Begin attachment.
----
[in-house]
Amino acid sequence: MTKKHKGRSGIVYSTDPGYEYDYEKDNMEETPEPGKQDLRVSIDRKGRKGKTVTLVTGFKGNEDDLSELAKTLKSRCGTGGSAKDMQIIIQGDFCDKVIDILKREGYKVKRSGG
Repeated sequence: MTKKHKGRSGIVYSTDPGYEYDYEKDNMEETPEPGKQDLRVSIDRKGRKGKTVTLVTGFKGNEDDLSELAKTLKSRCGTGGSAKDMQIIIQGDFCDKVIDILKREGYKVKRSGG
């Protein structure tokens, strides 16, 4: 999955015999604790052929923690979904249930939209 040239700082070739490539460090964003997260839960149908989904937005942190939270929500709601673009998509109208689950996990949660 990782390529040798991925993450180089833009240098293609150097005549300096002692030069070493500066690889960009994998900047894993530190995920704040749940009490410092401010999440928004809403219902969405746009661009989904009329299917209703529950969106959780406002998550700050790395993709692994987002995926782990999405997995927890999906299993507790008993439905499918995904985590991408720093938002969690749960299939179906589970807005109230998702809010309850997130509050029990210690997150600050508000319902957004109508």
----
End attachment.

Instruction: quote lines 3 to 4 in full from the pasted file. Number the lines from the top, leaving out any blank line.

Repeated sequence: MTKKHKGRSGIVYSTDPGYEYDYEKDNMEETPEPGKQDLRVSIDRKGRKGKTVTLVTGFKGNEDDLSELAKTLKSRCGTGGSAKDMQIIIQGDFCDKVIDILKREGYKVKRSGG
């Protein structure tokens, strides 16, 4: 999955015999604790052929923690979904249930939209 040239700082070739490539460090964003997260839960149908989904937005942190939270929500709601673009998509109208689950996990949660 990782390529040798991925993450180089833009240098293609150097005549300096002692030069070493500066690889960009994998900047894993530190995920704040749940009490410092401010999440928004809403219902969405746009661009989904009329299917209703529950969106959780406002998550700050790395993709692994987002995926782990999405997995927890999906299993507790008993439905499918995904985590991408720093938002969690749960299939179906589970807005109230998702809010309850997130509050029990210690997150600050508000319902957004109508």